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Germany mulls 'mosque tax' to cut out foreign funding

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Germany mulls 'mosque tax' to cut out foreign funding
Cologne Central Mosque was commissioned by the Turkish-Islamic Union for Religious Affairs, an arm of the Turkish state. Photo: picture alliance/Oliver Berg/dpa
14:26 CEST+02:00
Support is growing in Germany for a "mosque tax" to make Islamic institutions less dependent on potentially anti-democratic or "radical" foreign funding sources, a media report said on Sunday.
The federal government sees it as "a possible path", according to an answer to a parliamentary query, the Welt am Sonntag newspaper reported.
   
Several of Germany's 16 states had also signalled support in principle for the idea which would mirror Germany's voluntary Christian "church tax", the newspaper said.
   
Concern has grown in Germany about the influence of foreign funding sources on mosques for the country's estimated five million Muslims, who hail mostly from Turkey and Arab countries.
   
Some 900 mosques in Germany are run by the Turkish-Islamic Union of the Institute for Religion (Ditib), under the authority of President Recep Tayyip Erdogan's government.
   
Its imams are paid by the Turkish state, and the group has come under scrutiny with some of its members suspected of spying on Turkish dissidents living in Germany.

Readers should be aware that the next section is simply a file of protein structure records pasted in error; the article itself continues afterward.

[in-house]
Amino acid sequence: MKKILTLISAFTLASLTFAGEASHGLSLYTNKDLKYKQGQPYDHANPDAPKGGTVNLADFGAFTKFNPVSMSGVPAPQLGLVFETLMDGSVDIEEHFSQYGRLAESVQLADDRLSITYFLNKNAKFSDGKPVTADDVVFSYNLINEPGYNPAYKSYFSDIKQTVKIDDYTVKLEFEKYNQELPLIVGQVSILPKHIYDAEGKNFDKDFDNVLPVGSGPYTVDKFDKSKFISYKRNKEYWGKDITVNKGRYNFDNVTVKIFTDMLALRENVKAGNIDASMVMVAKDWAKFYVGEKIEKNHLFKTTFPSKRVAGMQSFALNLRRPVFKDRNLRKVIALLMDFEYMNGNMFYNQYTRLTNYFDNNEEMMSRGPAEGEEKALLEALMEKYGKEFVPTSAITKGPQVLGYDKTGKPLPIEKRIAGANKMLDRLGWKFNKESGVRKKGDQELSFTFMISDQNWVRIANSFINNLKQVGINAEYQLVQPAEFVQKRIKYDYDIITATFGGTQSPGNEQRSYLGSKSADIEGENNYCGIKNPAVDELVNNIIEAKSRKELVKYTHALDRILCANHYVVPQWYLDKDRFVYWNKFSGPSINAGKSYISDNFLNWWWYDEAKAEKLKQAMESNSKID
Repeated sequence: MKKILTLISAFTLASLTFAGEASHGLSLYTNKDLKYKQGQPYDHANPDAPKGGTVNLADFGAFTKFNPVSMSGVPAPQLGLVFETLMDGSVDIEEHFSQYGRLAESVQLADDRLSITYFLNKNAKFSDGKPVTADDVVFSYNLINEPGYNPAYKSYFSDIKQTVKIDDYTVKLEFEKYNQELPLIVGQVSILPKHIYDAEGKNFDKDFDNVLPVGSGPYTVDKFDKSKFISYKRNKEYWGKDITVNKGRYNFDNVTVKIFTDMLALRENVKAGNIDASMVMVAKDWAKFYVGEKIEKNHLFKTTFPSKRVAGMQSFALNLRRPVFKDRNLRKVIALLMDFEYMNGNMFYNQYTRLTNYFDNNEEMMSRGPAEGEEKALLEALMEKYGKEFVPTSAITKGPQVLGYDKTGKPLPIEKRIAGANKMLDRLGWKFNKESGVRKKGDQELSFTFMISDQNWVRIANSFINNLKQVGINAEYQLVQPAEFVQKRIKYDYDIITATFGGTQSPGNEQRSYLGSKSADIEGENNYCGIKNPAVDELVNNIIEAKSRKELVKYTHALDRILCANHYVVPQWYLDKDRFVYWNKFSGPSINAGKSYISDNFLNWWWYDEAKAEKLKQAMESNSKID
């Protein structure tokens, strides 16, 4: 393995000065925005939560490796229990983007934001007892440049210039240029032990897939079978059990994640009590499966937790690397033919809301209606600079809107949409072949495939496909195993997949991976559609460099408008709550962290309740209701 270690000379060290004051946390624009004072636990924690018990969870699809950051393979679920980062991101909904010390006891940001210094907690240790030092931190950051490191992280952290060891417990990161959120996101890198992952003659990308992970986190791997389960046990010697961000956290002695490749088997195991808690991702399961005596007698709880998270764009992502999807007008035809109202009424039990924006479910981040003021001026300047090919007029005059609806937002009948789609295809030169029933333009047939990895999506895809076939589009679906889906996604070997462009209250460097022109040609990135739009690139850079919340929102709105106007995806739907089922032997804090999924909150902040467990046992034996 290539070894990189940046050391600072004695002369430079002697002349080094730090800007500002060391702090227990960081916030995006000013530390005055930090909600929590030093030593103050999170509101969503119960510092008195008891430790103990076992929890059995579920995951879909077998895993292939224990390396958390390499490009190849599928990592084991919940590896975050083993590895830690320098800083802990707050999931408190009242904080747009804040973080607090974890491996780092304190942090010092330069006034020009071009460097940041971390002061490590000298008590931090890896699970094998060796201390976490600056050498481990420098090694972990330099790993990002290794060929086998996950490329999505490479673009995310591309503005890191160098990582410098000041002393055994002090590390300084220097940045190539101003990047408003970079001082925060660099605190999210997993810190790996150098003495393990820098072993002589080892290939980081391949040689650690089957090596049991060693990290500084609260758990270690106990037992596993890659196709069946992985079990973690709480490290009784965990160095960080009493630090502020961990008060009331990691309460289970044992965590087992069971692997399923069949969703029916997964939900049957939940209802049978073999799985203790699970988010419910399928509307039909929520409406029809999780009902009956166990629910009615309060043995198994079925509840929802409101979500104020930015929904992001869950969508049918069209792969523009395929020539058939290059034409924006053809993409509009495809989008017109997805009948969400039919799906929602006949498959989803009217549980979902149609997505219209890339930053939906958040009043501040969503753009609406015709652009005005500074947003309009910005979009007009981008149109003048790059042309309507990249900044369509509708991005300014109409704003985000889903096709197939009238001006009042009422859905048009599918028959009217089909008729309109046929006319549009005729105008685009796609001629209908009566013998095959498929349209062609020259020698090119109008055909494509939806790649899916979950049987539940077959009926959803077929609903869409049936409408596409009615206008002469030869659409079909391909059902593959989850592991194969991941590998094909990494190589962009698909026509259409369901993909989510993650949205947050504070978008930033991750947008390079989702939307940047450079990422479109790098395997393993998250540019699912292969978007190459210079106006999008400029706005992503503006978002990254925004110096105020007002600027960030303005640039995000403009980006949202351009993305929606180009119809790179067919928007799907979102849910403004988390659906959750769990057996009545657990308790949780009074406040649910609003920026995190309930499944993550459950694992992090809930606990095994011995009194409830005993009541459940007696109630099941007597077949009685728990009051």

At the height of a bitter row between Germany and Turkey in mid-2017, two German ministers warned in a Spiegel Online commentary that Erdogan's "dangerous ideologies must not be imported to Germany via certain mosques."
 
 
In other cases, some mosques have come under police scrutiny or been closed for preaching radical and militant Islamist ideas.
   
Welt am Sonntag said that, in the newspaper's own survey, several states had affirmed that mosque communities in Germany should be able to finance themselves.
   
The interior ministry of the regional state of Mecklenburg-Western Pomerania had said it was open to "mosque financing based on the church model" to reduce foreign influence, including "the danger of possible radicalisation".
   
A spokesman for the interior ministry of Baden-Wuerttemberg state had also pointed to the threat of outside influence "on theological content and political opinion".
   
"In the worst case", the spokesman had told the newspaper, this included "radical Islamist or anti-democratic content or aspirations".
 
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